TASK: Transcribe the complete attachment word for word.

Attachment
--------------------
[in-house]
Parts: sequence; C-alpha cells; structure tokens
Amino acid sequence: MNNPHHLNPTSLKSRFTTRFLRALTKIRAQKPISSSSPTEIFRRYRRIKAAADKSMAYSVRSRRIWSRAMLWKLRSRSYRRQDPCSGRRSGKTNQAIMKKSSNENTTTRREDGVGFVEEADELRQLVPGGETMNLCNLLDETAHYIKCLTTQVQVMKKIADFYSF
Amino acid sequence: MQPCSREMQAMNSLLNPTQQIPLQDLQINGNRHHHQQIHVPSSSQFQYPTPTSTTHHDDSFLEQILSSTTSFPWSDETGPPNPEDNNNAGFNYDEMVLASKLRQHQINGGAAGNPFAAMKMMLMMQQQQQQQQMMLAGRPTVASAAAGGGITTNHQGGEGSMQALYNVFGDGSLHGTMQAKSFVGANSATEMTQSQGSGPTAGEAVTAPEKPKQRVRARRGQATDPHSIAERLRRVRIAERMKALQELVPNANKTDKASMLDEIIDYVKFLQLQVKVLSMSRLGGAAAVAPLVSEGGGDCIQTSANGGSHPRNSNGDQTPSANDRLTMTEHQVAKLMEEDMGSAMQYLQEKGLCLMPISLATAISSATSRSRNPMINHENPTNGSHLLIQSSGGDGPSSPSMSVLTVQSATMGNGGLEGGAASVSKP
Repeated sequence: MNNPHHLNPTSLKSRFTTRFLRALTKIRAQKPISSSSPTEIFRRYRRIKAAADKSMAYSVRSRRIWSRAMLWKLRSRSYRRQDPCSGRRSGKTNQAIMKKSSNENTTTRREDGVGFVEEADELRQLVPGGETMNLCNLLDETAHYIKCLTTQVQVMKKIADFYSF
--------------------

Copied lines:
[in-house]
Parts: sequence; C-alpha cells; structure tokens
Amino acid sequence: MNNPHHLNPTSLKSRFTTRFLRALTKIRAQKPISSSSPTEIFRRYRRIKAAADKSMAYSVRSRRIWSRAMLWKLRSRSYRRQDPCSGRRSGKTNQAIMKKSSNENTTTRREDGVGFVEEADELRQLVPGGETMNLCNLLDETAHYIKCLTTQVQVMKKIADFYSF
Amino acid sequence: MQPCSREMQAMNSLLNPTQQIPLQDLQINGNRHHHQQIHVPSSSQFQYPTPTSTTHHDDSFLEQILSSTTSFPWSDETGPPNPEDNNNAGFNYDEMVLASKLRQHQINGGAAGNPFAAMKMMLMMQQQQQQQQMMLAGRPTVASAAAGGGITTNHQGGEGSMQALYNVFGDGSLHGTMQAKSFVGANSATEMTQSQGSGPTAGEAVTAPEKPKQRVRARRGQATDPHSIAERLRRVRIAERMKALQELVPNANKTDKASMLDEIIDYVKFLQLQVKVLSMSRLGGAAAVAPLVSEGGGDCIQTSANGGSHPRNSNGDQTPSANDRLTMTEHQVAKLMEEDMGSAMQYLQEKGLCLMPISLATAISSATSRSRNPMINHENPTNGSHLLIQSSGGDGPSSPSMSVLTVQSATMGNGGLEGGAASVSKP
Repeated sequence: MNNPHHLNPTSLKSRFTTRFLRALTKIRAQKPISSSSPTEIFRRYRRIKAAADKSMAYSVRSRRIWSRAMLWKLRSRSYRRQDPCSGRRSGKTNQAIMKKSSNENTTTRREDGVGFVEEADELRQLVPGGETMNLCNLLDETAHYIKCLTTQVQVMKKIADFYSF